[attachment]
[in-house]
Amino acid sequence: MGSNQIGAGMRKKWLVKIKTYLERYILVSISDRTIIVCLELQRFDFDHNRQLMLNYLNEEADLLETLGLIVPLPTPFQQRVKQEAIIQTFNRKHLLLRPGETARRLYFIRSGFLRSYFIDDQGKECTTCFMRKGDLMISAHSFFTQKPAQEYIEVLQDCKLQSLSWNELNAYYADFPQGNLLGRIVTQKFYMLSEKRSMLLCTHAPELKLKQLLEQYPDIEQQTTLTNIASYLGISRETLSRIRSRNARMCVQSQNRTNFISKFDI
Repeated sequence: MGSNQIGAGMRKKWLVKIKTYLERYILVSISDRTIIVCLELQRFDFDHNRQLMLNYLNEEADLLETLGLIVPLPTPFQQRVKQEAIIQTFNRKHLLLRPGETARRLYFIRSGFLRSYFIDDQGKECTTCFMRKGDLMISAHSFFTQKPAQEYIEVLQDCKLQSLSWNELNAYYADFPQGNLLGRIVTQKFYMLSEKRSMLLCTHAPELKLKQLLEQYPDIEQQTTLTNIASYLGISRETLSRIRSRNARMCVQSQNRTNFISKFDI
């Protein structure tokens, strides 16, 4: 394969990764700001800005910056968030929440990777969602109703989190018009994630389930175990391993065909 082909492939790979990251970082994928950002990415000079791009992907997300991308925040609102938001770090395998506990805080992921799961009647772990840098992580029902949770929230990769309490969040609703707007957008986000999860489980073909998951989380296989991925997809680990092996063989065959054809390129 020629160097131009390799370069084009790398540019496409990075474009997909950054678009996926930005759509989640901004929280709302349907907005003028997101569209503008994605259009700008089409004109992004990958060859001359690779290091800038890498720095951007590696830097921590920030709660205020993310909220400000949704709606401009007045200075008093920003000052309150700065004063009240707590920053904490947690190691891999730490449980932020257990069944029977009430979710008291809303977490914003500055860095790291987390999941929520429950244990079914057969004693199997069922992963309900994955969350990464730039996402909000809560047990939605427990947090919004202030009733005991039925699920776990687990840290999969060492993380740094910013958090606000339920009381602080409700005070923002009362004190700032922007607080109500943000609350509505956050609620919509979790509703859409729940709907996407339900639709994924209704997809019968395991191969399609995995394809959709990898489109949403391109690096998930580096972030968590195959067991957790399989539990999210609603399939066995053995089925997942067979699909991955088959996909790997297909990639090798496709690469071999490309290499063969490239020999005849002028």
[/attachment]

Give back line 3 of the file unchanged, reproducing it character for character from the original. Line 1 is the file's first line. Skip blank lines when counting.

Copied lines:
Repeated sequence: MGSNQIGAGMRKKWLVKIKTYLERYILVSISDRTIIVCLELQRFDFDHNRQLMLNYLNEEADLLETLGLIVPLPTPFQQRVKQEAIIQTFNRKHLLLRPGETARRLYFIRSGFLRSYFIDDQGKECTTCFMRKGDLMISAHSFFTQKPAQEYIEVLQDCKLQSLSWNELNAYYADFPQGNLLGRIVTQKFYMLSEKRSMLLCTHAPELKLKQLLEQYPDIEQQTTLTNIASYLGISRETLSRIRSRNARMCVQSQNRTNFISKFDI